FKBs in Israel

The Flying Karamazov Brothers were in town recently for the Israel Festival, and I was fortunate to see this classic troupe of comedy jugglers. For the uninitiated, the FKB’s show is a zany combination of juggling, musical instrument playing, terrible puns, and hilarious physical humor and stunts. The Boston Globe got it right when they called it “The Marx Brothers meets the Juilliard String Quartet.”

Before I get into details of the show, I have to say that they really did a commendable job of presenting their highly verbal show to a non English-speaking audience. They made the best of their language skills with 95% Engrew and only a smidgen of poorly pronounced Hebrish, but they always managed to always get the laughs. You could see efforts were made to localize the show and they successfully connected to the audience.

As a long-time rec.juggler, I took pride in seeing two former posters (as in people who post) – Rod Kimball (Pavel) and Stephen Bent (Zossima) – who achieved their dream of becoming Brothers. They joined Brother Mark Ettinger (Alexei) and founding Brother Paul David Magid (Dmitri) in a highly polished display of skills. Basically, this is a local boys make good story (hey, I may live thousands of miles away from them, but online with rec.juggling everyone’s local, right?). Yes, I knew them when…

The curtains opened to a stage set with many dozens of cardboard boxes piled high in stacks around the floor. In one of the first routines they played percussion on different sized boxes with increasing tempo, ending with furious pounding and box annihilation by Dmitri. Another great drumming effect was done by Alexei juggling three clubs and whacking them against drum heads that were moved quickly by the others to different points behind his shoulders and knees to the tune of “Willie and the Hand Jive.”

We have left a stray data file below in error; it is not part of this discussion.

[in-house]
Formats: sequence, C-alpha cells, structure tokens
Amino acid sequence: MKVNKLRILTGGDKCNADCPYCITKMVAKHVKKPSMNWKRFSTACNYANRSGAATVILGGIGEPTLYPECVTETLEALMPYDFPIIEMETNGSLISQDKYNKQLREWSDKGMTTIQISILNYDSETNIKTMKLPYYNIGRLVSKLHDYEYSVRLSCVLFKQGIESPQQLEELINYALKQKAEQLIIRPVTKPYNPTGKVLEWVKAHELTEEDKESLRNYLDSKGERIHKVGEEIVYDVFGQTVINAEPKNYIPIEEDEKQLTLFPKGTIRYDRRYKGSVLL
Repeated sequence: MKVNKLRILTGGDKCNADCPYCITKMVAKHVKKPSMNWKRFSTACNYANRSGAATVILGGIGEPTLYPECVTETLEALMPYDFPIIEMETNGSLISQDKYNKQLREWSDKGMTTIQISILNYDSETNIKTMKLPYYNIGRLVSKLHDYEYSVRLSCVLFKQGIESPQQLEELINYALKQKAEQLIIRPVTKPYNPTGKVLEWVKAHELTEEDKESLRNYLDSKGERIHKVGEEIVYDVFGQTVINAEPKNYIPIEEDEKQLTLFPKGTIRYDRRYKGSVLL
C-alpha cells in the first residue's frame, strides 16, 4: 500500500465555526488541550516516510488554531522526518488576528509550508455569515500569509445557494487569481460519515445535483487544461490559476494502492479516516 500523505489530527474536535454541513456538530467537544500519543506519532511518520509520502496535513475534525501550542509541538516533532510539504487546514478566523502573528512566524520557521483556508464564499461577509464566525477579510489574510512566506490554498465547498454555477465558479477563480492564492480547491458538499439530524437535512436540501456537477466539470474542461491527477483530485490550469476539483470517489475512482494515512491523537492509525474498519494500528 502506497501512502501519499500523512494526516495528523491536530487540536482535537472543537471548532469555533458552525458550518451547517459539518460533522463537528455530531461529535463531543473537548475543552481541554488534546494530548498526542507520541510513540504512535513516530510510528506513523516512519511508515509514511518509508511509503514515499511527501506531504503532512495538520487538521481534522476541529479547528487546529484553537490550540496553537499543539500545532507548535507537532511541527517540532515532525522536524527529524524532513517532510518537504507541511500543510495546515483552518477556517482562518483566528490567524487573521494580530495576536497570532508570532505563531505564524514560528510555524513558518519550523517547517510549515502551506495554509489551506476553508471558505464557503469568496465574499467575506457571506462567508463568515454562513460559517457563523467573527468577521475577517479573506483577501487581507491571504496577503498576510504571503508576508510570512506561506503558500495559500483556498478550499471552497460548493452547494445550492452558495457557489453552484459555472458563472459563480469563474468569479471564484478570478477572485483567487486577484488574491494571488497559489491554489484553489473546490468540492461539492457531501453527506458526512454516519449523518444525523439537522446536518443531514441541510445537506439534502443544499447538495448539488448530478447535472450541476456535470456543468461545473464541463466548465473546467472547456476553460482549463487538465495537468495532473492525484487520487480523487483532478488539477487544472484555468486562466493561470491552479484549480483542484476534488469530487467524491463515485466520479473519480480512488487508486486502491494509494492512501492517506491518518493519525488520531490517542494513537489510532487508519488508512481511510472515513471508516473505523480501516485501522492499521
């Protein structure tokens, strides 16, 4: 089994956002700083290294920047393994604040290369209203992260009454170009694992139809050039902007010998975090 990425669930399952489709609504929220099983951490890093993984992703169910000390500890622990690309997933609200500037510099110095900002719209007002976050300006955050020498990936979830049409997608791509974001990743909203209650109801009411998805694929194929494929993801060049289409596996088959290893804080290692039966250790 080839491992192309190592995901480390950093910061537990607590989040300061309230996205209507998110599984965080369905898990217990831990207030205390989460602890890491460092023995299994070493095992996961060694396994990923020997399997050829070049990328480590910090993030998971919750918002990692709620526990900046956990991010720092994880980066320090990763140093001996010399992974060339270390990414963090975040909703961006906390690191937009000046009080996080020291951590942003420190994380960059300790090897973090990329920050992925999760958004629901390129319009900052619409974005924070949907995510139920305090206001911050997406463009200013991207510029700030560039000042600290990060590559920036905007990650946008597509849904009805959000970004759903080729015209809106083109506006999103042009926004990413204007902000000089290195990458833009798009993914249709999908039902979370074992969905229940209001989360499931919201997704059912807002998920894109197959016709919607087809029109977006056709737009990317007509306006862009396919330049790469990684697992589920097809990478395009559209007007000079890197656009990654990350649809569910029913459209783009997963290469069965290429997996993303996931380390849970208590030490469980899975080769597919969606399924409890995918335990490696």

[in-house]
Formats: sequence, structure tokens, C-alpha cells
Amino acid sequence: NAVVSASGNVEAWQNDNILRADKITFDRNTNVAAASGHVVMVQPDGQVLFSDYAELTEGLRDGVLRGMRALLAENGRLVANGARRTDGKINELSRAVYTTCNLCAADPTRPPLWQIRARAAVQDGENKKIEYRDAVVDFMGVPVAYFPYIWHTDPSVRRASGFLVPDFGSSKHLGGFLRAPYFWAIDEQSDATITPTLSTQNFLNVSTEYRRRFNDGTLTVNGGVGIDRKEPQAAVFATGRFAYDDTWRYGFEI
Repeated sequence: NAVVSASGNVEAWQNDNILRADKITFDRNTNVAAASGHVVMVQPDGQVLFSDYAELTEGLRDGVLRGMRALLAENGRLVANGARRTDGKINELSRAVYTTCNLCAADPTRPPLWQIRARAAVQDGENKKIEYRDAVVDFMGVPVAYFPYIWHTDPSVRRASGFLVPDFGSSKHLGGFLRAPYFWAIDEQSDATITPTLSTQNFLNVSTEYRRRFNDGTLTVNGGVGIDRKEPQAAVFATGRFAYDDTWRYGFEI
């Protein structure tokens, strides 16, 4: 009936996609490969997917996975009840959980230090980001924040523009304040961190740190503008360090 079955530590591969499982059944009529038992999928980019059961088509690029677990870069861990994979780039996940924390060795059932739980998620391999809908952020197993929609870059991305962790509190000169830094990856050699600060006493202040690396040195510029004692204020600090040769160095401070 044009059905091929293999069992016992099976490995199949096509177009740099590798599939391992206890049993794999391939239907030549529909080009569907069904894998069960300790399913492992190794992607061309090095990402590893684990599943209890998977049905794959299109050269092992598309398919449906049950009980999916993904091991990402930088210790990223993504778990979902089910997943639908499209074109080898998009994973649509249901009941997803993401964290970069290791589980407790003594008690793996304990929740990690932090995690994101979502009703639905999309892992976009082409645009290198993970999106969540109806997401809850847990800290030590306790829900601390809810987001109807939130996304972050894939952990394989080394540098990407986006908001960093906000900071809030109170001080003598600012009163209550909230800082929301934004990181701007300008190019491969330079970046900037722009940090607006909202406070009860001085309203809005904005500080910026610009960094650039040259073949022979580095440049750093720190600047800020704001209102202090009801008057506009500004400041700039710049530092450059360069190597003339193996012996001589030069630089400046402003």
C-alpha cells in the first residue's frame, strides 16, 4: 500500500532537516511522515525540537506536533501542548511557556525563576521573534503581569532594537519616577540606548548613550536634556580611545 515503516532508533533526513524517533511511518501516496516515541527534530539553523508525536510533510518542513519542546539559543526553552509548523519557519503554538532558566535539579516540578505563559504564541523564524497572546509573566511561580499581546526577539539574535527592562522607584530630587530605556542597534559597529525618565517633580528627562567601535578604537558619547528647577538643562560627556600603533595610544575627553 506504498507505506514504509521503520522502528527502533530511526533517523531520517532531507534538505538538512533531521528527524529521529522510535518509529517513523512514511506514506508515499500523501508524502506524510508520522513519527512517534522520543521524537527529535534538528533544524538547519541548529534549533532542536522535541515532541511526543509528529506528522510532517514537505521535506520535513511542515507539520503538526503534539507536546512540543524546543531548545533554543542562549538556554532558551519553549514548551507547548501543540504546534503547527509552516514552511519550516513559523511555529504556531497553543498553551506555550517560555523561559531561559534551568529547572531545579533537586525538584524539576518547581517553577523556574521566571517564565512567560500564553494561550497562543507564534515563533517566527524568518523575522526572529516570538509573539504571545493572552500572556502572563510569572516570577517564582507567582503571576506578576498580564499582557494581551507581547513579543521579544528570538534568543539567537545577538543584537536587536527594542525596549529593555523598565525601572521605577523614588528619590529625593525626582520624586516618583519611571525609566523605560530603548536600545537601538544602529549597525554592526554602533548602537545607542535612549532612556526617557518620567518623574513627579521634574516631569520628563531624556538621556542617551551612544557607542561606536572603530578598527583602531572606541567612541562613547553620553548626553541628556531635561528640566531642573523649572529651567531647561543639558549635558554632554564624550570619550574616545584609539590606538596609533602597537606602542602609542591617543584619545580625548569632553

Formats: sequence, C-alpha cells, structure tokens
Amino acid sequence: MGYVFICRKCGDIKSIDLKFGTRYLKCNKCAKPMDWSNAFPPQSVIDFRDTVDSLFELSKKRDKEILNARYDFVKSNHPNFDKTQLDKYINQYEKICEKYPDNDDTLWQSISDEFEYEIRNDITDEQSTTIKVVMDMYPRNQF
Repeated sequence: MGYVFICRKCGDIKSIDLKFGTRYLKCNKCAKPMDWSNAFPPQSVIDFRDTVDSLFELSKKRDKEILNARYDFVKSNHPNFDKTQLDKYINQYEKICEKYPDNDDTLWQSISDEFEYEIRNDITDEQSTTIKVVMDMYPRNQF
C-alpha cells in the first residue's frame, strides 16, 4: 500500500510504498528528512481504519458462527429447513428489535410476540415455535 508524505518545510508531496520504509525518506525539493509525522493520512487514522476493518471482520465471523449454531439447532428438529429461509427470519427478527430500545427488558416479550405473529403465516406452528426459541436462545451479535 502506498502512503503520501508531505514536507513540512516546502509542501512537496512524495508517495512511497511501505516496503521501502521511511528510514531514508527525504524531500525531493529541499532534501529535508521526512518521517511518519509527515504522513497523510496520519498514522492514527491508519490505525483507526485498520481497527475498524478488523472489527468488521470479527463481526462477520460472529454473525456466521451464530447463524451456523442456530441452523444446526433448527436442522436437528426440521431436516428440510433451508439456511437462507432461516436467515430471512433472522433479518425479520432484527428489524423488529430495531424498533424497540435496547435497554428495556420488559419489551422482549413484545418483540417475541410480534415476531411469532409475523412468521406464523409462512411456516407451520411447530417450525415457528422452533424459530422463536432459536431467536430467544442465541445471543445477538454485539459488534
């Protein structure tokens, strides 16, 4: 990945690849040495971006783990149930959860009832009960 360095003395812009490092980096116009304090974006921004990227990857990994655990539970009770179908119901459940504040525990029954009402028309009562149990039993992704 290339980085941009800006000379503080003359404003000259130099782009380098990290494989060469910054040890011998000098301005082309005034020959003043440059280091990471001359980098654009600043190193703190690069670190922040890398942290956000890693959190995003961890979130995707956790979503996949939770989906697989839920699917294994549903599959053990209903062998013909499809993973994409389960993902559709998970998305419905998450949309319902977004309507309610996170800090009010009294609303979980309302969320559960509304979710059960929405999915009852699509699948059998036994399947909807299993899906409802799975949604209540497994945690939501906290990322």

One of my favorite routines was more music and less juggling, but clever nonetheless. It was an act with a flute, tuba, and guitar that had each instrument jointly played by two Brothers. That is: Zossima had his mouth on the flute while Pavel’s hand plugged the holes at the same time that he blew into the tuba which Alexei keyed while strumming the guitar that Dmitri fingered (and during this tangled trio, Dmitri and Zossima siamese juggled with their free hands over everything). Here’s a link to a great photo of this routine (with different members of the troupe).

Most of the juggling in the show was fairly simplistic (pretty much 3 objects per person, except a short 5 glow-ball cascade) but the way it was combined with the music and rhythms and humor brought it to a different level. Their juggling piece de resistance is their classic “Jazz” routine. Basically Dmitri feeds the other three while they all throw a barrage of visual tricks which seem unlikely to be caught, but they maintain it for a long time, even telling corny jokes and awful puns all the while. I have definite respect for their club passing skills and their sense of humor.

The show had great pacing and the music provided strong energy for all the routines. Everything was very well-rehearsed from the timing of the jokes to the tight choreography of the juggling routines. This was a lot more polished than your average show and they had very few unintentional drops.

The Brothers had a basic plot throughout the entire show in which they built up to their finale: The Terror Trick! Basically they added continuity by having one of their nine terror items presented after each routine. At the end, they passed the meat cleaver, flaming torch, leaky salt shaker, ukulele, frying pan, plastic fish, egg, block of dry ice, and bottle of Cava champagne to great applause from the audience.

Scott Seltzer

Scott Seltzer has been very active in the IJA and the juggling world for a long time. He co-founded the IJDb, is a member of the JISCON, is on the team of IJC, and is involved in other acronyms with I's and J's in them. Scott is a semi-professional performer and lives in Israel with his lovely wife and 4 children.

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